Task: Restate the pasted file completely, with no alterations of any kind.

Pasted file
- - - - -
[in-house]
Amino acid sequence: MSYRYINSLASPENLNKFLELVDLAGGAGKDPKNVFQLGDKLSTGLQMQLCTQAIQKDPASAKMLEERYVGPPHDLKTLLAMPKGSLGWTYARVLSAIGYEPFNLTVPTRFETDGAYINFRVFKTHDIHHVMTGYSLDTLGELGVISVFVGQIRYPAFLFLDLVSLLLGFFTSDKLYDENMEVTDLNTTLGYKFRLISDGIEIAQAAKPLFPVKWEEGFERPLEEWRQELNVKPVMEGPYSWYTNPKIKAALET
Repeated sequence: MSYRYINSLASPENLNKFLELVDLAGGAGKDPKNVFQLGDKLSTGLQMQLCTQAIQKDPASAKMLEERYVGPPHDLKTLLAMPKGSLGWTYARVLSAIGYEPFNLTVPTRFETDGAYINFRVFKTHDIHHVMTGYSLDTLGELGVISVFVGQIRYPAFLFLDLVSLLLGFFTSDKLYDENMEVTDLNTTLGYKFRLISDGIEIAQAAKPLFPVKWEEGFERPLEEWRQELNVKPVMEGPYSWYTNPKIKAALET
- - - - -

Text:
[in-house]
Amino acid sequence: MSYRYINSLASPENLNKFLELVDLAGGAGKDPKNVFQLGDKLSTGLQMQLCTQAIQKDPASAKMLEERYVGPPHDLKTLLAMPKGSLGWTYARVLSAIGYEPFNLTVPTRFETDGAYINFRVFKTHDIHHVMTGYSLDTLGELGVISVFVGQIRYPAFLFLDLVSLLLGFFTSDKLYDENMEVTDLNTTLGYKFRLISDGIEIAQAAKPLFPVKWEEGFERPLEEWRQELNVKPVMEGPYSWYTNPKIKAALET
Repeated sequence: MSYRYINSLASPENLNKFLELVDLAGGAGKDPKNVFQLGDKLSTGLQMQLCTQAIQKDPASAKMLEERYVGPPHDLKTLLAMPKGSLGWTYARVLSAIGYEPFNLTVPTRFETDGAYINFRVFKTHDIHHVMTGYSLDTLGELGVISVFVGQIRYPAFLFLDLVSLLLGFFTSDKLYDENMEVTDLNTTLGYKFRLISDGIEIAQAAKPLFPVKWEEGFERPLEEWRQELNVKPVMEGPYSWYTNPKIKAALET